This guest post is from Andy Nulman — President of Just for Laughs and author of “Pow! Right Between the Eyes: Profiting from the Power of Surprise.” See the original post this was adapted from and more like it on his blog.
In the latter part of the 20th century, the defining features of who we are turned from the inside of our bodies to the outside, and the phrase morphed into “You are what you wear.”
These days, given the overwhelming tsunami of social media, the conventional wisdom of who we are has shifted away from us and onto others, to become “You are what you share” — whether you choose to share your feelings about food, clothing, French lawyers/politicians, or the act of sharing itself.
The quaint, person-to-person chatter that old-schoolers like me used to call “word of mouth” has exponentially super-sized to become a quantum currency more powerful (and less likely to wildly fluctuate) than Bitcoin. People smarter than yours truly have dubbed this phenomenon “The Sharing Economy,” where people believe — and more importantly, act on — things they hear from people they know and trust than from anywhere else.
This is why every business, every YouTuber, every social cause, every Tweet, and every Facebook page implores you not merely to listen to them, but to tell others as well.
By following suite, our personal lives have transformed into a massive, multi-level marketing scheme. I just may have to change my name to Amway Nulman.
In his 2013 book Contagious, Wharton School marketing professor Jonah Berger outlines six factors how things get shared, and perhaps his prime reason for one to do so is the creation of “Social Currency,” i.e. how one comes across to their friends and network if they pass along a piece of information.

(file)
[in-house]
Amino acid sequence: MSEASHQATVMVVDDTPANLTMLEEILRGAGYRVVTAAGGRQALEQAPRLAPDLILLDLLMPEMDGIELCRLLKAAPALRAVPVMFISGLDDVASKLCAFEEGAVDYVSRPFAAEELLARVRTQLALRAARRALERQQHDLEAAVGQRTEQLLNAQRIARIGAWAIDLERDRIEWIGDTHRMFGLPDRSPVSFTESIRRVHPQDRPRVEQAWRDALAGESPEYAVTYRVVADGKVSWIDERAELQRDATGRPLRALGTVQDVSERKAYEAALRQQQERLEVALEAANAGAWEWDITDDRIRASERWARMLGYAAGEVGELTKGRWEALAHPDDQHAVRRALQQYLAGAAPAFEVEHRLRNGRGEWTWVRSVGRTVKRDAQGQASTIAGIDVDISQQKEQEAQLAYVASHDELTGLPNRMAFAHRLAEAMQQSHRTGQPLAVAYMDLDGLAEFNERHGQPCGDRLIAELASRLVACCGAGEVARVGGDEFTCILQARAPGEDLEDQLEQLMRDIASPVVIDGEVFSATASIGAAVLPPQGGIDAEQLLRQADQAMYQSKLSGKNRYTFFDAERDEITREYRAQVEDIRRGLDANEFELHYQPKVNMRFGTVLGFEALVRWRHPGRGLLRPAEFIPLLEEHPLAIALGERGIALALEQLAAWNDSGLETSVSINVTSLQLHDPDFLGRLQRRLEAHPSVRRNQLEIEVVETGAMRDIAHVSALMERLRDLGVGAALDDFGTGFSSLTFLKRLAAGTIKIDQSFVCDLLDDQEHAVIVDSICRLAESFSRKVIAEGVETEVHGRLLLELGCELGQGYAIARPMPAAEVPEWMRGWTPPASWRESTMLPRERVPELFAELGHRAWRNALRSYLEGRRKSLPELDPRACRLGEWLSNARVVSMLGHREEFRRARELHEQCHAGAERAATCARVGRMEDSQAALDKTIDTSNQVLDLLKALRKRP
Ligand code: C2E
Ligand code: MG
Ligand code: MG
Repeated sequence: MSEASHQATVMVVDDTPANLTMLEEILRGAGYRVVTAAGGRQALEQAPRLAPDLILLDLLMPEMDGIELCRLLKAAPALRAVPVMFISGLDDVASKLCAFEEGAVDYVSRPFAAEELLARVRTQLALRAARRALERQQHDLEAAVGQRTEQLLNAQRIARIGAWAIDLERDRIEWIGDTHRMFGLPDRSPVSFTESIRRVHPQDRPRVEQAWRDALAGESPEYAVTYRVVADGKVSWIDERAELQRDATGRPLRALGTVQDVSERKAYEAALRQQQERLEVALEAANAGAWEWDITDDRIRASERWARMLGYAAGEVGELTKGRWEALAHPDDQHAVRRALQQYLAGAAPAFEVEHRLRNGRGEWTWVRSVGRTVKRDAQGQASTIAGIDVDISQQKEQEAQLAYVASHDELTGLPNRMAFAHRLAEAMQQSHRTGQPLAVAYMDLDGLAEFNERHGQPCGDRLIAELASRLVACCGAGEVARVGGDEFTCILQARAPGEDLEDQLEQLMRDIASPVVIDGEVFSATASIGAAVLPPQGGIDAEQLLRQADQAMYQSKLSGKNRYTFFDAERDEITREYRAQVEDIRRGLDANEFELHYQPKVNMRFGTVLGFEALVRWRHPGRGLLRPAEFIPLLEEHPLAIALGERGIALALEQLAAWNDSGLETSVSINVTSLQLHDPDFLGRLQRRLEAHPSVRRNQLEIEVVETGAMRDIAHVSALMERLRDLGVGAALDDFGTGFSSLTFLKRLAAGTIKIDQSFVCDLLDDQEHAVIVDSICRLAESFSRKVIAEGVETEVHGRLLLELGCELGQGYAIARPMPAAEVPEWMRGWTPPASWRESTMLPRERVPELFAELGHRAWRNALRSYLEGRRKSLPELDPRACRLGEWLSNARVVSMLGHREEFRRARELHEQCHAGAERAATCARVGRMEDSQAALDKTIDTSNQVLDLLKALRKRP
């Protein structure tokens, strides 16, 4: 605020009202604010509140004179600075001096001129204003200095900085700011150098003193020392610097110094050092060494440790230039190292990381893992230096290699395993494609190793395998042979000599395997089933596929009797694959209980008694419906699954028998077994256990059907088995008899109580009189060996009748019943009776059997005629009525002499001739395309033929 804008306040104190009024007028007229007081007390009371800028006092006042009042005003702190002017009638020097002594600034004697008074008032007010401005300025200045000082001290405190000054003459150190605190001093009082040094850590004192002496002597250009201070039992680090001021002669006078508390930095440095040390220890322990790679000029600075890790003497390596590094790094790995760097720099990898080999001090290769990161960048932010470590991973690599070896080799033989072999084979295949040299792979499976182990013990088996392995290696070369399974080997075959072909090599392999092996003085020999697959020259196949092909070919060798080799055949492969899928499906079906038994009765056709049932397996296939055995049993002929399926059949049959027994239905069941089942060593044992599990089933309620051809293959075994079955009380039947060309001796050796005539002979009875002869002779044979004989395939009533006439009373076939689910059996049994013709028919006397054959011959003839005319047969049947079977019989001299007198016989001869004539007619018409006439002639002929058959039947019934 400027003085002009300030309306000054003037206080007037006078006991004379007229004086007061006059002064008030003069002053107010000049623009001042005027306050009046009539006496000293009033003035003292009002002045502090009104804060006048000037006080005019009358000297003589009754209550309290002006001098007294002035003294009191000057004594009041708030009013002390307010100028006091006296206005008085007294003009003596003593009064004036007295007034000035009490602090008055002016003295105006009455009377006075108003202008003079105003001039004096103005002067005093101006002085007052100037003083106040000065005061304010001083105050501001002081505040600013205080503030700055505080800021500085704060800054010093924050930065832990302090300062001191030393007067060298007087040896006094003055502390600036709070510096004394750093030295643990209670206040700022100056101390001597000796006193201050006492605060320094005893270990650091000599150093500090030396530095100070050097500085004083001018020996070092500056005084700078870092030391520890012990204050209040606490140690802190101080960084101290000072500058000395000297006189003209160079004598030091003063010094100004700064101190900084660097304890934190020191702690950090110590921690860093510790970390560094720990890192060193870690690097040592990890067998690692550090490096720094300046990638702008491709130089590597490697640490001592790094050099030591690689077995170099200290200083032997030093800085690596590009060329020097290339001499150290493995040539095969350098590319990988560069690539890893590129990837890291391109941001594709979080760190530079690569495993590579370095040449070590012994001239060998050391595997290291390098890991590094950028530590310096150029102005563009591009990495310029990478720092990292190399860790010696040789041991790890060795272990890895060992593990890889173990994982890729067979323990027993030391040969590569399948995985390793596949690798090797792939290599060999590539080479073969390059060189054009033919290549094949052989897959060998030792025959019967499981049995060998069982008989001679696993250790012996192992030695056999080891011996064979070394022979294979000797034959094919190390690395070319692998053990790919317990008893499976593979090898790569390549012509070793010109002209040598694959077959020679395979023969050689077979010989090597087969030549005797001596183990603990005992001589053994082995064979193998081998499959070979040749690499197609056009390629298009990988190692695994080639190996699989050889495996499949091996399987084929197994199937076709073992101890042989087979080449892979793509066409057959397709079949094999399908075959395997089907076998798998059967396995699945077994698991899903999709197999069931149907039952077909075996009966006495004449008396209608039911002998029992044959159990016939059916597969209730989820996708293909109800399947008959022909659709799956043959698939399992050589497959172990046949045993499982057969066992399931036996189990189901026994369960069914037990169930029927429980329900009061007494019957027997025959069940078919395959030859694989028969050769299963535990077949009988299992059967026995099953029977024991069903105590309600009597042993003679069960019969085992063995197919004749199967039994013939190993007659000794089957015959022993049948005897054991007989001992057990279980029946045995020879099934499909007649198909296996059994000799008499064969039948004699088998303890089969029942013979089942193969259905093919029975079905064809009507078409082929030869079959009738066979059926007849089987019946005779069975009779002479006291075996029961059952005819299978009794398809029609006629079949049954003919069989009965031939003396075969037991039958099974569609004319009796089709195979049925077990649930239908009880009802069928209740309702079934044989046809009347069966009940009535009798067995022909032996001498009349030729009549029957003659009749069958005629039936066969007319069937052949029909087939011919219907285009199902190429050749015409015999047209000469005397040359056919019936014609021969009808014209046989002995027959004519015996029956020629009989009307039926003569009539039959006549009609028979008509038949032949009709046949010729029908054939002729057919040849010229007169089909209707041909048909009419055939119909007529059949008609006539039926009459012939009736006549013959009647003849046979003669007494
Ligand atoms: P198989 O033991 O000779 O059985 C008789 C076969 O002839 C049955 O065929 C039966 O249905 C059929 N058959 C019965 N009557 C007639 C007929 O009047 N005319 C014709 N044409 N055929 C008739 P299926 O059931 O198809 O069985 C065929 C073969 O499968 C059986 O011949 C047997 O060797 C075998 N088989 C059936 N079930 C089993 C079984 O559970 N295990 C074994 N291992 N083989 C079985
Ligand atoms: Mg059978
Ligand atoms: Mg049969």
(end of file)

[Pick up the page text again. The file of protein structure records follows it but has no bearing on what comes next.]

What’s fascinating about this phenomenon is not what you’re telling others about others when you share something; it’s what you are telling them about you.
McLuhan was right; the medium is indeed the message.
Look at your Facebook Newsfeed to see what I mean. There are “friends” you ritually ignore and ponder why you still haven’t bothered to de-friend. Yet there are others whose shared posts you jump on right away; for instance, I know Matthew Cope will be sending along something political or quirky, while Robert Tercek will provide me with the absolute latest in the world of start-ups and tech. Although I rarely see or speak to either, I know exactly what they’re all about.
Taking this one step further is the story of the Facebook group I put together for a class I’m teaching at McGill University. I have 50 students, and despite the fact that I see them live twice a week, I know more about their likes, dislikes, political leanings, backgrounds, passions, and pastimes by following what they choose to post on the class feed than I do by anything they’ve said in — or after — class.
It’s a living, ongoing psychological revelation, a modern-day Rorschach test. The students’ personal and personality revelations allow me to focus on and better react to them in ways I’d never be able to do if I had to exclusively rely on our face-to-face encounters.
Scary? Perhaps. But quite helpful. And powerfully accurate.
So what did I learn?
Well, as I said above, “You are what you share.” But perhaps more importantly: What we share isn’t exactly “who we are,” but who we want to be, and how we want to be seen.
So despite that we seem to be prone to raw, indiscriminate revelations, we are actually subconsciously controlling our own personal message with what we choose to share. And if YOU choose to share this, you’ll be showing everyone you know just how damn smart you are… or how shameless I am. 😉
P.S. The image on top? One share, of course!